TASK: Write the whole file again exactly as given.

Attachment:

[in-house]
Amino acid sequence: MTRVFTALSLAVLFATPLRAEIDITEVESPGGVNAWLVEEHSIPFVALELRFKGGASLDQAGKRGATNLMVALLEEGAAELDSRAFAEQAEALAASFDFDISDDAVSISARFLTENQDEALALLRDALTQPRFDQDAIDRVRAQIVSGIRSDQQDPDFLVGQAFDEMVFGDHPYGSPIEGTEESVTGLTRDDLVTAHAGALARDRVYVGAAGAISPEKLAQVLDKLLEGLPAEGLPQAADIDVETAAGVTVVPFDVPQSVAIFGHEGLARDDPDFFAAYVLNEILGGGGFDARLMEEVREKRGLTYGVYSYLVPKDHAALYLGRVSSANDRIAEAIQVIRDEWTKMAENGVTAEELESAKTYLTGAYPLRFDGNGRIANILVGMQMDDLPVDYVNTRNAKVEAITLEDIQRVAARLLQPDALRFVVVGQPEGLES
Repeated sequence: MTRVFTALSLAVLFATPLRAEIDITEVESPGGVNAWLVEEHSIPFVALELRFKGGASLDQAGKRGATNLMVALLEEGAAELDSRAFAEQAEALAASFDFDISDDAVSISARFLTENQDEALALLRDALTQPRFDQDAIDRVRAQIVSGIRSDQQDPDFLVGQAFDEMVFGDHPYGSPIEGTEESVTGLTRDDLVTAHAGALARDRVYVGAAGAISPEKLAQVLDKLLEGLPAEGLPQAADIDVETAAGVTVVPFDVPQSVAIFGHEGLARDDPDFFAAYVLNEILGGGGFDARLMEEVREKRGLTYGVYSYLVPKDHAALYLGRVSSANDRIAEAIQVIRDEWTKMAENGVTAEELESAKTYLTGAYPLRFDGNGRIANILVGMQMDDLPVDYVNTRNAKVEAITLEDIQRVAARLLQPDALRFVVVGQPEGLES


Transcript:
[in-house]
Amino acid sequence: MTRVFTALSLAVLFATPLRAEIDITEVESPGGVNAWLVEEHSIPFVALELRFKGGASLDQAGKRGATNLMVALLEEGAAELDSRAFAEQAEALAASFDFDISDDAVSISARFLTENQDEALALLRDALTQPRFDQDAIDRVRAQIVSGIRSDQQDPDFLVGQAFDEMVFGDHPYGSPIEGTEESVTGLTRDDLVTAHAGALARDRVYVGAAGAISPEKLAQVLDKLLEGLPAEGLPQAADIDVETAAGVTVVPFDVPQSVAIFGHEGLARDDPDFFAAYVLNEILGGGGFDARLMEEVREKRGLTYGVYSYLVPKDHAALYLGRVSSANDRIAEAIQVIRDEWTKMAENGVTAEELESAKTYLTGAYPLRFDGNGRIANILVGMQMDDLPVDYVNTRNAKVEAITLEDIQRVAARLLQPDALRFVVVGQPEGLES
Repeated sequence: MTRVFTALSLAVLFATPLRAEIDITEVESPGGVNAWLVEEHSIPFVALELRFKGGASLDQAGKRGATNLMVALLEEGAAELDSRAFAEQAEALAASFDFDISDDAVSISARFLTENQDEALALLRDALTQPRFDQDAIDRVRAQIVSGIRSDQQDPDFLVGQAFDEMVFGDHPYGSPIEGTEESVTGLTRDDLVTAHAGALARDRVYVGAAGAISPEKLAQVLDKLLEGLPAEGLPQAADIDVETAAGVTVVPFDVPQSVAIFGHEGLARDDPDFFAAYVLNEILGGGGFDARLMEEVREKRGLTYGVYSYLVPKDHAALYLGRVSSANDRIAEAIQVIRDEWTKMAENGVTAEELESAKTYLTGAYPLRFDGNGRIANILVGMQMDDLPVDYVNTRNAKVEAITLEDIQRVAARLLQPDALRFVVVGQPEGLES